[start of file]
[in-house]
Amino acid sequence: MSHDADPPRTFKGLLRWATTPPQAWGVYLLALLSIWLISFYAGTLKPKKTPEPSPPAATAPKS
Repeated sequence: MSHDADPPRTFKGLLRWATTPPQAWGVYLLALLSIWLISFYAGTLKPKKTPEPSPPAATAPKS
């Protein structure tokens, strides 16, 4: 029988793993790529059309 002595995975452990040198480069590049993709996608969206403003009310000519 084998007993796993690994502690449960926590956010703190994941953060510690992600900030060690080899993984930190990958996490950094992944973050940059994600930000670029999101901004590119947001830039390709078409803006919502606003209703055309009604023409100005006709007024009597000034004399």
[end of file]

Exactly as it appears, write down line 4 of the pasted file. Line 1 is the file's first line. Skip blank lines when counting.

């Protein structure tokens, strides 16, 4: 029988793993790529059309 002595995975452990040198480069590049993709996608969206403003009310000519 084998007993796993690994502690449960926590956010703190994941953060510690992600900030060690080899993984930190990958996490950094992944973050940059994600930000670029999101901004590119947001830039390709078409803006919502606003209703055309009604023409100005006709007024009597000034004399």